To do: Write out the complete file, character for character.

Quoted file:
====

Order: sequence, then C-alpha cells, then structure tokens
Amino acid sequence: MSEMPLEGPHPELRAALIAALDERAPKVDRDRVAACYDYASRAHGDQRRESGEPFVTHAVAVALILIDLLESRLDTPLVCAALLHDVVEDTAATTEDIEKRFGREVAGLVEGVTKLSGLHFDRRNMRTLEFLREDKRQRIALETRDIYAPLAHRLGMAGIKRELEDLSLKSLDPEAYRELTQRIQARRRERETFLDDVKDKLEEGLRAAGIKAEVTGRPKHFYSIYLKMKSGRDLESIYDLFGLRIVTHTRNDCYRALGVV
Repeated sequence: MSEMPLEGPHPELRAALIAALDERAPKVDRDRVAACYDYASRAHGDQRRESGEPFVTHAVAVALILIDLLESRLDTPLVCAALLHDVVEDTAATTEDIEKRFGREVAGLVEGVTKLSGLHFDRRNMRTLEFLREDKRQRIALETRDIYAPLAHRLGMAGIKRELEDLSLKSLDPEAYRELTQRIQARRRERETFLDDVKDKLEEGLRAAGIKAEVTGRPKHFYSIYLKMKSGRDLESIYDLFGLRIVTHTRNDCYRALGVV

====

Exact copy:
Order: sequence, then C-alpha cells, then structure tokens
Amino acid sequence: MSEMPLEGPHPELRAALIAALDERAPKVDRDRVAACYDYASRAHGDQRRESGEPFVTHAVAVALILIDLLESRLDTPLVCAALLHDVVEDTAATTEDIEKRFGREVAGLVEGVTKLSGLHFDRRNMRTLEFLREDKRQRIALETRDIYAPLAHRLGMAGIKRELEDLSLKSLDPEAYRELTQRIQARRRERETFLDDVKDKLEEGLRAAGIKAEVTGRPKHFYSIYLKMKSGRDLESIYDLFGLRIVTHTRNDCYRALGVV
Repeated sequence: MSEMPLEGPHPELRAALIAALDERAPKVDRDRVAACYDYASRAHGDQRRESGEPFVTHAVAVALILIDLLESRLDTPLVCAALLHDVVEDTAATTEDIEKRFGREVAGLVEGVTKLSGLHFDRRNMRTLEFLREDKRQRIALETRDIYAPLAHRLGMAGIKRELEDLSLKSLDPEAYRELTQRIQARRRERETFLDDVKDKLEEGLRAAGIKAEVTGRPKHFYSIYLKMKSGRDLESIYDLFGLRIVTHTRNDCYRALGVV